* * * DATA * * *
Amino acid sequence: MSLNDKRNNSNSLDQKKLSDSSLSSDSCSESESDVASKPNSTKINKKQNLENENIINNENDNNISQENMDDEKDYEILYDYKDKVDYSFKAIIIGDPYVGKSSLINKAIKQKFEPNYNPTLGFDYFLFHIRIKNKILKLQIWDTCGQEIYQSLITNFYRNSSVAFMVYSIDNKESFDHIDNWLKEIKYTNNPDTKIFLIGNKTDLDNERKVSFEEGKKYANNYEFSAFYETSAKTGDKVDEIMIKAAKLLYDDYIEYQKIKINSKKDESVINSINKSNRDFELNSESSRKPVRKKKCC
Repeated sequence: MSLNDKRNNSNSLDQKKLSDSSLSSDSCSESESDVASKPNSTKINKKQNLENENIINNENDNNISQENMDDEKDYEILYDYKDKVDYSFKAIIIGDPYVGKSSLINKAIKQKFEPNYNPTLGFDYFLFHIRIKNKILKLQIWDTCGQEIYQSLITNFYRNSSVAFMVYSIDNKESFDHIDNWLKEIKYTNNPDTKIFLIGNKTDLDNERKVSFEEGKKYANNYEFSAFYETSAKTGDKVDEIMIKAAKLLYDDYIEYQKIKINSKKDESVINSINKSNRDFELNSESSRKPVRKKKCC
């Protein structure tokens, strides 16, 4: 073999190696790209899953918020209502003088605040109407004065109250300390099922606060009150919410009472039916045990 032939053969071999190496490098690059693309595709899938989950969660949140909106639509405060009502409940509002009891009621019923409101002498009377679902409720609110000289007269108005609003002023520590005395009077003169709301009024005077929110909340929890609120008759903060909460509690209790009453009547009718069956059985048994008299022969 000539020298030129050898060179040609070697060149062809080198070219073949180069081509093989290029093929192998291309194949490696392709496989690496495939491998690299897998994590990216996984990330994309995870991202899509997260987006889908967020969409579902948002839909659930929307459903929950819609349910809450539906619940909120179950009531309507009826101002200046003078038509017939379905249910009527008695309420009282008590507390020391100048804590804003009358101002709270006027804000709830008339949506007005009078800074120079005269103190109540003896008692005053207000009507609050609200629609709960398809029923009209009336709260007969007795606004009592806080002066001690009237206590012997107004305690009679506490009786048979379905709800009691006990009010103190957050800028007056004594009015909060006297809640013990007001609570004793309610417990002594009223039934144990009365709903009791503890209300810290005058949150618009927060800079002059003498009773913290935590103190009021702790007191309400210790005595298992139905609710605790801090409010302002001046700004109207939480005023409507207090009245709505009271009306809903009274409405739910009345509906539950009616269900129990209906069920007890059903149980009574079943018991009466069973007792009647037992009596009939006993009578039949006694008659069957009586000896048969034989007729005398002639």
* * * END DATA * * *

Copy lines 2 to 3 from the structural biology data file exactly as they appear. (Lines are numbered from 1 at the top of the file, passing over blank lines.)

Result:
Repeated sequence: MSLNDKRNNSNSLDQKKLSDSSLSSDSCSESESDVASKPNSTKINKKQNLENENIINNENDNNISQENMDDEKDYEILYDYKDKVDYSFKAIIIGDPYVGKSSLINKAIKQKFEPNYNPTLGFDYFLFHIRIKNKILKLQIWDTCGQEIYQSLITNFYRNSSVAFMVYSIDNKESFDHIDNWLKEIKYTNNPDTKIFLIGNKTDLDNERKVSFEEGKKYANNYEFSAFYETSAKTGDKVDEIMIKAAKLLYDDYIEYQKIKINSKKDESVINSINKSNRDFELNSESSRKPVRKKKCC
């Protein structure tokens, strides 16, 4: 073999190696790209899953918020209502003088605040109407004065109250300390099922606060009150919410009472039916045990 032939053969071999190496490098690059693309595709899938989950969660949140909106639509405060009502409940509002009891009621019923409101002498009377679902409720609110000289007269108005609003002023520590005395009077003169709301009024005077929110909340929890609120008759903060909460509690209790009453009547009718069956059985048994008299022969 000539020298030129050898060179040609070697060149062809080198070219073949180069081509093989290029093929192998291309194949490696392709496989690496495939491998690299897998994590990216996984990330994309995870991202899509997260987006889908967020969409579902948002839909659930929307459903929950819609349910809450539906619940909120179950009531309507009826101002200046003078038509017939379905249910009527008695309420009282008590507390020391100048804590804003009358101002709270006027804000709830008339949506007005009078800074120079005269103190109540003896008692005053207000009507609050609200629609709960398809029923009209009336709260007969007795606004009592806080002066001690009237206590012997107004305690009679506490009786048979379905709800009691006990009010103190957050800028007056004594009015909060006297809640013990007001609570004793309610417990002594009223039934144990009365709903009791503890209300810290005058949150618009927060800079002059003498009773913290935590103190009021702790007191309400210790005595298992139905609710605790801090409010302002001046700004109207939480005023409507207090009245709505009271009306809903009274409405739910009345509906539950009616269900129990209906069920007890059903149980009574079943018991009466069973007792009647037992009596009939006993009578039949006694008659069957009586000896048969034989007729005398002639």